An esophagoscopy is a minimally invasive procedure used to diagnose and treat conditions of the esophagus. This procedure can identify diseases of the esophagus, determine the cause of symptoms, remove growths and swallowed objects or stretch narrowed areas.
This procedure uses an esophagoscope, which is a thin tube with a light and camera on the end that is fed through the mouth to the esophagus. Your doctor is able to view the area in real time on a video monitor in order to identify any abnormalities in the area that may be causing difficulty breathing, swallowing or eating.
This procedure may be performed with a local anesthetic, although it is virtually painless. There is no preparation necessary for this procedure, as there are with many other diagnostic exams. An esophagoscopy takes less than ten minutes and is a generally safe procedure with few rare risks such as bleeding or puncturing of the intestinal wall.
After an esophagoscopy, you may experience a dry or sore throat or coughing from the procedure. These symptoms usually go away quickly, and can be relieving by drinking plenty of water. There is no downtime from an esophagoscopy and patients can return to school or work immediately.
Flexible laryngoscopy is a diagnostic examination performed to view the throat and its surrounding structures. It is performed using an endoscope. At Coastal Ear, Nose and Throat physicians use both distal chip tip scopes and fiberoptic endoscopes to perform this exam. For the examination, a patient’s nose is topically decongested and anesthetized. The endoscope is inserted into the patient’s nose and moved into the throat. The patient stays awake, giving the doctor a more accurate view of the back of the nose, back of the throat, and the voice box. Patient is asked to do some tasks to see the vocal cords in motion. After the examination, patients can immediately return to normal activities.
A Tracheobronchoscopy is a test performed to view and diagnose problems in the large air passages leading to the lungs. This procedure is done on patients who may have either breathing difficulty, airway stenosis (narrowing), tracheostomy dependence, coughing up blood, or suspected masses or lesions of upper airway. The examination can be done in awake patients with a flexible endoscope inserted either through the nose or tracheostoma. In anesthetized patients, either a flexible or rigid bronchoscope can be used to evaluate the upper airway. Local anesthetic will be administered to prevent discomfort during and after the exam.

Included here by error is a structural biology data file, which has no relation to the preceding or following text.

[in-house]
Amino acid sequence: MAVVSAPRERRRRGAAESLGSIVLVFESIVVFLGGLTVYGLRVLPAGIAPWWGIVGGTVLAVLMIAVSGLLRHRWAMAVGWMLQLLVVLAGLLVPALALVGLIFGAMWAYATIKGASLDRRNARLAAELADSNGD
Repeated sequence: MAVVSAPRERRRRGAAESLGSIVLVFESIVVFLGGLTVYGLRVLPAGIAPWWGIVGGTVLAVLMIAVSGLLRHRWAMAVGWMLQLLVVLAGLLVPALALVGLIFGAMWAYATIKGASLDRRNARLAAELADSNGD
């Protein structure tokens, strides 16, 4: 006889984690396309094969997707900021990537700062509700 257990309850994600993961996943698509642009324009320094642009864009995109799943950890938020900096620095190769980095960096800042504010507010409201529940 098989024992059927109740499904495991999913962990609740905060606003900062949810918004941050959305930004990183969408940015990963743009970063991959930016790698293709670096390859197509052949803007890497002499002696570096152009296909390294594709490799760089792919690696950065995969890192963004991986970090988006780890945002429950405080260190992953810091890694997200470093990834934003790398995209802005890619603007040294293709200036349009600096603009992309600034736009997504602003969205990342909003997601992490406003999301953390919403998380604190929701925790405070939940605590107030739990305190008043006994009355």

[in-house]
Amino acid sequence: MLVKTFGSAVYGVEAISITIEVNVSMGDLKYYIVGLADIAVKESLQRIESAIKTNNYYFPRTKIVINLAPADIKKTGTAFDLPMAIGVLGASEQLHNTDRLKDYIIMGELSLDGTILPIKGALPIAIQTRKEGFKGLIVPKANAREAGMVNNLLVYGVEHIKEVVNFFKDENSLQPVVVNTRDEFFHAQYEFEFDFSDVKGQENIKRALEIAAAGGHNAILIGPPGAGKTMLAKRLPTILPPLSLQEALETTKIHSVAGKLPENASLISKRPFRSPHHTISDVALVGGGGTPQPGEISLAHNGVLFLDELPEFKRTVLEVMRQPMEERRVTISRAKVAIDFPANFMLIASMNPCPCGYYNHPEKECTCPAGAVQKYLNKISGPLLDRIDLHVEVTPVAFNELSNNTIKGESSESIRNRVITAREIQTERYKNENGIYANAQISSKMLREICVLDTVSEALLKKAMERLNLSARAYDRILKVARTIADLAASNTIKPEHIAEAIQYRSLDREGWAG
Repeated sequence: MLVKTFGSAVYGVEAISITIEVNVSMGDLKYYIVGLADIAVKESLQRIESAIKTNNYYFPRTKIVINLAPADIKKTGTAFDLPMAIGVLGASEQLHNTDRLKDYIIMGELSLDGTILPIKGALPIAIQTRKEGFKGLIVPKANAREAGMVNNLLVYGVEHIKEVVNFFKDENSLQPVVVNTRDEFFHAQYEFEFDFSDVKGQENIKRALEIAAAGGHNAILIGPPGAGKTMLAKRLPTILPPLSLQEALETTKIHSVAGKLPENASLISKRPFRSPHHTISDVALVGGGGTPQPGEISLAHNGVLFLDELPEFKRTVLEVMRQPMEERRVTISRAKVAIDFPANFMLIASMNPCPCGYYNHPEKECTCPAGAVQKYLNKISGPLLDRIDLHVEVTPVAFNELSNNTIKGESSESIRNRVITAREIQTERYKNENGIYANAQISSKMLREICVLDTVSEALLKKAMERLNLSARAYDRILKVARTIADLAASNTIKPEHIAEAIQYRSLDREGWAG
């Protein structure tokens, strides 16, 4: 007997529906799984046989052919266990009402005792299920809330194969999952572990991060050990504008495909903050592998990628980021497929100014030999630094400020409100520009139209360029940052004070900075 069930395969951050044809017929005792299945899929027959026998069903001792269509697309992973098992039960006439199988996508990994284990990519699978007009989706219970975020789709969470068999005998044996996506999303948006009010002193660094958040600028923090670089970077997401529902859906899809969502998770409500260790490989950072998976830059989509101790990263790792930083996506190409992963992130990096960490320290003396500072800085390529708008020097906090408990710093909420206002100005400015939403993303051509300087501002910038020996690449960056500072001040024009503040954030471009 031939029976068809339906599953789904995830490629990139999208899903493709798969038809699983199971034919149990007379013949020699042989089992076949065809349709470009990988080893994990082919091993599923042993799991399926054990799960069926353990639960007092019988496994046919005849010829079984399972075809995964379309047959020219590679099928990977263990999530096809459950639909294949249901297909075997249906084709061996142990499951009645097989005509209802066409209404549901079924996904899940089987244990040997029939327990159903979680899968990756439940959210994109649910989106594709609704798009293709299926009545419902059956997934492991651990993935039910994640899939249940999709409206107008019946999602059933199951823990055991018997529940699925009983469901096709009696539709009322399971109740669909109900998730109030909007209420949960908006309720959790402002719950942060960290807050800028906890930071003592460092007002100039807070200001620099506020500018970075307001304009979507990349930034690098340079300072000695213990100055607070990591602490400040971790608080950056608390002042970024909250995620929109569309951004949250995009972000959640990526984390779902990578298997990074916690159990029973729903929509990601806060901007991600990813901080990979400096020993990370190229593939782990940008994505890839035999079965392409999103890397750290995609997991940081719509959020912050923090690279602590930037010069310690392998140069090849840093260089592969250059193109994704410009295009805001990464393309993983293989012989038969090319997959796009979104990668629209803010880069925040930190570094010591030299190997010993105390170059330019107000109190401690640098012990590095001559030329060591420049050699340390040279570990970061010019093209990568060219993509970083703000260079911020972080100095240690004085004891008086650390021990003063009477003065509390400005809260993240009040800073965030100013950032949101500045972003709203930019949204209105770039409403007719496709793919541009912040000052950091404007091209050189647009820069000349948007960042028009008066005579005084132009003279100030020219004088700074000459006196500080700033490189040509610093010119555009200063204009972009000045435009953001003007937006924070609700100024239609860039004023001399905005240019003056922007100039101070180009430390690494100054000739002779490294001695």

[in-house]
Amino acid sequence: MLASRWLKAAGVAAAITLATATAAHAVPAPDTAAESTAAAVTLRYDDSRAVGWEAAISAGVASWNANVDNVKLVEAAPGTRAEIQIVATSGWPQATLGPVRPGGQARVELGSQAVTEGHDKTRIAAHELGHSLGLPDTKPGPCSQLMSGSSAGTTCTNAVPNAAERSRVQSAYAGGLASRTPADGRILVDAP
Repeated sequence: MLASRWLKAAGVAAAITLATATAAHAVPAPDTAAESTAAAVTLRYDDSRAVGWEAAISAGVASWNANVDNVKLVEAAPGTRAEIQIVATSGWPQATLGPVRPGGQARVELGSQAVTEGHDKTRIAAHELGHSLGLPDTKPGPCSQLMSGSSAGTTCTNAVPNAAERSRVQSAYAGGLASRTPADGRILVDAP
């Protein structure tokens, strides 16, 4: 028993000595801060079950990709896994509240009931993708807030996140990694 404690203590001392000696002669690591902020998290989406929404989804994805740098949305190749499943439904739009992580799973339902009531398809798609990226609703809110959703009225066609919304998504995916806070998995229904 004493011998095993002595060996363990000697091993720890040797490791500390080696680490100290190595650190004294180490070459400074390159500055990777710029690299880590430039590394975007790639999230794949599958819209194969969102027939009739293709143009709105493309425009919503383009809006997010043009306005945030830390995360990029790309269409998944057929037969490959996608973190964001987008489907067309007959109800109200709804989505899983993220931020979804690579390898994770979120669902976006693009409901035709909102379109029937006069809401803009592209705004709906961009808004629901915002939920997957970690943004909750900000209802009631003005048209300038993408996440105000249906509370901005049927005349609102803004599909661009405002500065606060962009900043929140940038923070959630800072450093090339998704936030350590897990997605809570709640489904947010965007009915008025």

Suspension microlaryngoscopy is a minimally invasive surgical procedure to study the vocal cords. A metal cylinder known as a laryngoscope is passed through the patient's mouth; the surgeon will be able to look through the laryngoscope and check for abnormalities on the vocal cords. If abnormalities are found, the surgeon can remove them with special instruments that are passed through the laryngoscope. Patients undergoing suspension microlaryngoscopy benefit from shorter recovery times than traditional surgery. Learn more »
Videostroboscopy is an endoscopic procedure that comprehensively evaluates structure and physiology of voice production. The procedure is performed by, or under the direct supervision of an otolaryngologist with training in diagnosis and treatment of voice disorders such as hoarseness. During the procedure, the physician is able to observe vocal cord anatomy and physiology using pulses of light from a stroboscope. Vibrations of the vocal cords appear to be slowed to enable evaluation of vocal cord oscillation and any structural pathology.